By contrast, federal research grants in 2015 were only 0.2 percent higher than those received in 2010, a year in which American Reinvestment and Recovery Act funds gave university research a one-time shot in the arm across the country. According to the National Science Foundation, federal agency obligations for research have dropped from a high of $36 billion in 2009 to $29 billion in 2013, the last year for which cumulative figures are available. The Department of Health and Human Services accounted for more than half of that spending.

“We’ve worked hard to diversify our research portfolio,” said Ron Adams, who retired as interim vice president for research at the end of August. “But it’s remarkable that our researchers have succeeded in competing for an increase in federal funding. This speaks to the success of our strategic initiatives and our focus on clusters of excellence.”

Economic impact stems in part from new businesses launched this year through the Oregon State University Advantage program. Among them are:

  •  OnBoard Dynamics, a Bend company designing a natural-gas powered vehicle engine that can be fueled from home
  •  Valliscor, a Corvallis company that manufactures ultra-pure chemicals
  • eChemion, a Corvallis company that develops and markets technology to extend battery life

Altogether, 15 new companies have received mentoring assistance from Oregon State’s Advantage Accelerator program, part of the state-funded Regional Accelerator and Innovation Network, or RAIN. Six new companies are working with the Advantage program this fall.

Additional economic impact stems from the employment of students, post-doctoral researchers and faculty. According to the OSU Research Office, about a quarter of OSU undergraduates participate in research projects, many with stipends paid by grant funds. In addition, grants support a total of 843 graduate research positions and 165 post-doctoral researchers.

The College of Agricultural Sciences received the largest share of research grants at Oregon State with $49.4 million last year, followed by the College of Earth, Ocean, and Atmospheric Sciences at $39 million and the College of Engineering at $37 million. The College of Science saw a 170 percent increase in research funding to $26.7 million, its largest total ever and the biggest rise among OSU colleges. Among the largest grants received in FY15 were:

  •  $8 million from the NSF to the Center for Sustainable Materials Chemistry (College of Science) for new high-speed information technologies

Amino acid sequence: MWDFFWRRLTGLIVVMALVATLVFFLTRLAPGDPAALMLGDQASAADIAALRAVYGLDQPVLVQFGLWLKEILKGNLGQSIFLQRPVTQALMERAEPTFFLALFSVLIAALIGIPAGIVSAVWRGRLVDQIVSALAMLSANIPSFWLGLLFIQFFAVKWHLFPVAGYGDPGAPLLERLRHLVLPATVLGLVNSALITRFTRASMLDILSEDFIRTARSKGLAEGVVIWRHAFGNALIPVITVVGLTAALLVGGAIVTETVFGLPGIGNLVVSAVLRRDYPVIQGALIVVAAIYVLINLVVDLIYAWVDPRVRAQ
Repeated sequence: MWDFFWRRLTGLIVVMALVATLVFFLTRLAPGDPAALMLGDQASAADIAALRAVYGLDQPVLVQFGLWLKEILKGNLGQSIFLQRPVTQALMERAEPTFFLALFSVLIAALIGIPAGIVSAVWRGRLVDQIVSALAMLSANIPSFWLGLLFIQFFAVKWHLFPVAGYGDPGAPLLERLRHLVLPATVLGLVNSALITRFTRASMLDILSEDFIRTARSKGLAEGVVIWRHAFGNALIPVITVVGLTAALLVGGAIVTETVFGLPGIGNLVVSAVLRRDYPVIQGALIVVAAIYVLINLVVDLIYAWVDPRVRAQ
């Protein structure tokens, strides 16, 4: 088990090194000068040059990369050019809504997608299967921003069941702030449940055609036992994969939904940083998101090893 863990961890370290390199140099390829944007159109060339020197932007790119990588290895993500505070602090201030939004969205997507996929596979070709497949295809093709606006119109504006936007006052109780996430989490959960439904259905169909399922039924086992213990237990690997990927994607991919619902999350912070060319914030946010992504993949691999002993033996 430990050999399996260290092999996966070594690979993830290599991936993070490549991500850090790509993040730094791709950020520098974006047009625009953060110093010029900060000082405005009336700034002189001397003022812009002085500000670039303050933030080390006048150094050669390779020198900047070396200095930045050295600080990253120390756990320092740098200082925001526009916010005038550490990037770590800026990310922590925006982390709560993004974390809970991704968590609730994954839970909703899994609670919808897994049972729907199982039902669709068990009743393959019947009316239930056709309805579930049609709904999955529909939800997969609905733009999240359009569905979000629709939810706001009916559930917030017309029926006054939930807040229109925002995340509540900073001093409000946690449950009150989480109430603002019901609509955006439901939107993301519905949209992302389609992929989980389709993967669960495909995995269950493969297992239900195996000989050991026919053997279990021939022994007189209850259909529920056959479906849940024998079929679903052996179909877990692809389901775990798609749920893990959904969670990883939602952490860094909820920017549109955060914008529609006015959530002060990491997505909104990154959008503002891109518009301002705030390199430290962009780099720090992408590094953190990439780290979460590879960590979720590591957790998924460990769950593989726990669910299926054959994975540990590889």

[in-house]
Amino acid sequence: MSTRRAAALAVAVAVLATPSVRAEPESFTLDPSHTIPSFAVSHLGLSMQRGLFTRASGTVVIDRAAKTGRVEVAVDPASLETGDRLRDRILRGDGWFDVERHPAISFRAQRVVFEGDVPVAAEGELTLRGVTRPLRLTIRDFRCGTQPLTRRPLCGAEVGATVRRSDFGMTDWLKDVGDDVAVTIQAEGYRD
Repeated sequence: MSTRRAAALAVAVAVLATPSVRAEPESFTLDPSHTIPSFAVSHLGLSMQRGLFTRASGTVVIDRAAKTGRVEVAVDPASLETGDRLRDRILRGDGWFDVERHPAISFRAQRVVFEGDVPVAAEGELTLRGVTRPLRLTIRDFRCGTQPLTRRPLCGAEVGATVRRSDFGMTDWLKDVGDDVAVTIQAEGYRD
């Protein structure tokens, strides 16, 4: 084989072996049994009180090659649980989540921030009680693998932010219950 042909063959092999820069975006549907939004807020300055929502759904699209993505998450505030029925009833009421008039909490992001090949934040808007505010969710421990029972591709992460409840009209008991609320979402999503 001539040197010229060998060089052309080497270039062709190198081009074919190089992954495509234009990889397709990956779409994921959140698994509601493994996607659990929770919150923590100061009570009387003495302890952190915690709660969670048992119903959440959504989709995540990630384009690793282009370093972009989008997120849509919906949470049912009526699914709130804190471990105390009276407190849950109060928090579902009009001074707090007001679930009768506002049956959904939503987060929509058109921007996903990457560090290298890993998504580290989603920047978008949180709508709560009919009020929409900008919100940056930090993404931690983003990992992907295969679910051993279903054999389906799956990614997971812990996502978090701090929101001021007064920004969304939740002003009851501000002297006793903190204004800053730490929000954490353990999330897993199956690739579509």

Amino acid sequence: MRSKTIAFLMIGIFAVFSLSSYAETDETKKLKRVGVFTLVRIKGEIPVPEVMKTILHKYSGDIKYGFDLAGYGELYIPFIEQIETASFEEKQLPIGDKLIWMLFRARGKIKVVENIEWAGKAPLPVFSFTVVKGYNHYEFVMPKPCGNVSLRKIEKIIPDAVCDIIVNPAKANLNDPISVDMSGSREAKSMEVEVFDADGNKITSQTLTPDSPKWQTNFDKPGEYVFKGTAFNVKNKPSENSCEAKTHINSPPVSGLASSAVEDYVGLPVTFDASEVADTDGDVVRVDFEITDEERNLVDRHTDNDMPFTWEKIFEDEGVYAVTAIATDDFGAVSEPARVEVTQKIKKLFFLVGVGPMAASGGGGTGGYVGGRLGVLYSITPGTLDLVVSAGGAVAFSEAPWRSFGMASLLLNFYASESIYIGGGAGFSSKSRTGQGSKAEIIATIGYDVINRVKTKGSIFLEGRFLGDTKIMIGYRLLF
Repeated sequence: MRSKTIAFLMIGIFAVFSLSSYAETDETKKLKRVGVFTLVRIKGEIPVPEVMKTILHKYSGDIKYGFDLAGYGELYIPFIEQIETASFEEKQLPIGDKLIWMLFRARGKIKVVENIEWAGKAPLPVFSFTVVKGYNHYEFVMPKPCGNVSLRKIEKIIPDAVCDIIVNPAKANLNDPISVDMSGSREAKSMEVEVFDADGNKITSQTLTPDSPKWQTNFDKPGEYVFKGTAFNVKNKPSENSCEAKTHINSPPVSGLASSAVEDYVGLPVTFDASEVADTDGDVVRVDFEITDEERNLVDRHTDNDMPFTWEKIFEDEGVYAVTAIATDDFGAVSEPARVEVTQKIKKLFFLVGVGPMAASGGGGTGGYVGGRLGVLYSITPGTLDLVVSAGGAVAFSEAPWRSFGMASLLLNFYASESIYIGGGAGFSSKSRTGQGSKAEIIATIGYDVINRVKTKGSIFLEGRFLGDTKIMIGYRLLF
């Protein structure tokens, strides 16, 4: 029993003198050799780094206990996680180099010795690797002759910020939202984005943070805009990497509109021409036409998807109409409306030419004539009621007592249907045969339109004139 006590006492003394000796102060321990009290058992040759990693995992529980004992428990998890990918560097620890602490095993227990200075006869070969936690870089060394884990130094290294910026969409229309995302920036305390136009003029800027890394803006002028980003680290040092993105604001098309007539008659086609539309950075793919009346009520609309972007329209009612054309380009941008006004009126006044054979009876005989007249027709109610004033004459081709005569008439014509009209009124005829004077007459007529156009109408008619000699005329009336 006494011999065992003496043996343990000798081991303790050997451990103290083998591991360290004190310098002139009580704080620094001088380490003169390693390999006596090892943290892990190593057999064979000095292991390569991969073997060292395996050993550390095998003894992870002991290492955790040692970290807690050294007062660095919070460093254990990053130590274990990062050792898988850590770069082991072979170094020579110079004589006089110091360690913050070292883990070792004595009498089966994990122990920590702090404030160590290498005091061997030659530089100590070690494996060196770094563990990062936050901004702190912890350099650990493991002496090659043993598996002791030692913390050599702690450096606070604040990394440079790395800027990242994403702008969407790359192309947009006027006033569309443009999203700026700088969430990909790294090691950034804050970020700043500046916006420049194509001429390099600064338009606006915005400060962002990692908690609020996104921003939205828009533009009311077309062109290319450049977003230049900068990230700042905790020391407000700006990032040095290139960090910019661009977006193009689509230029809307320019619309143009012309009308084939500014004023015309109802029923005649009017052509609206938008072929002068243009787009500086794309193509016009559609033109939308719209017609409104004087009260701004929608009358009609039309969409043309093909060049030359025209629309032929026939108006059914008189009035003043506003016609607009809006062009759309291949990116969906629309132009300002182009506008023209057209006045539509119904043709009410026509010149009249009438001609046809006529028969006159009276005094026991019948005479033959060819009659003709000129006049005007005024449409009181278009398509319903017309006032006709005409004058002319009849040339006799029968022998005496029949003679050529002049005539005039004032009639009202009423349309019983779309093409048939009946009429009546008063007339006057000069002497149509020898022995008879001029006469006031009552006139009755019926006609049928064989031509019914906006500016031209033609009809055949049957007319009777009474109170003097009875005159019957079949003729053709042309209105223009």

•  $4 million from the Department of Energy to reduce barriers to the deployment of ocean energy systems (College of Engineering)
  •  $4 million from US Agency for International Development to the AquaFish Innovation Lab (College of Agricultural Sciences) for global food security
  •  $3.5 million from the USDA for experiential learning to reduce obesity (College of Public Health and Human Sciences)
  •  $2.3 million from the NSF for the ocean observing initiative (College of Earth, Ocean, and Atmospheric Sciences)
  •  $1.5 million from the U.S. Department of Education for school readiness in early childhood (OSU Cascades)

 

Editor’s Note: FY15 research totals for OSU colleges and OSU-Cascades are posted online.

College of Agricultural Sciences: http://agsci.oregonstate.edu/story/osu%E2%80%99s-college-agricultural-sciences-receives-494-million-research-grants 

College of Earth, Ocean, and Atmospheric Sciences: http://ceoas.oregonstate.edu/features/funding/

College of Education: http://education.oregonstate.edu/research-and-outreach 

College of Engineering:  http://engineering.oregonstate.edu/fy15-research-funding-highlights

College of Forestry: http://www.forestry.oregonstate.edu/research/college-forestry-receives-near-record-grant-awards-fy-2015

College of Liberal Arts: http://liberalarts.oregonstate.edu/cla-research/2015-research-summary

College of Pharmacy: http://pharmacy.oregonstate.edu/grant_information

College of Public Health and Human Sciences: http://health.oregonstate.edu/research 

College of Science: http://impact.oregonstate.edu/2015/08/record-year-for-research-funding/

College of Veterinary Medicine: http://vetmed.oregonstate.edu/research-highlights

OSU-Cascades: http://osucascades.edu/research-and-scholarship 

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Cynthia Sagers, vice president for research, 541-737-0664; Rich Holdren on OSU research trends, 541-737-8390; Brian Wall on business spinoffs and commercialization, 541-737-9058

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Surface chemistry research

Masters students at OSU worked to improve the performance of thin-film transistors used in liquid crystal displays. (Photo courtesy of Oregon State University)

OOI mooring

The Oregon shelf surface mooring is lowered to the water using the R/V Oceanus ship's crane. (photo courtesy of Oregon State University). Wave Energy

The Ocean Sentinel, a wave energy testing device, rides gentle swells near Newport, Ore. (Photo courtesy of Oregon State University) Hernandez3-2

An undergraduate student at the Autonomous Juarez University of Tabasco, Mexico, is working with cage culture of cichlids in an educational partnership with the AquaFish collaborative Support Program. (Photo: Tiffany Woods)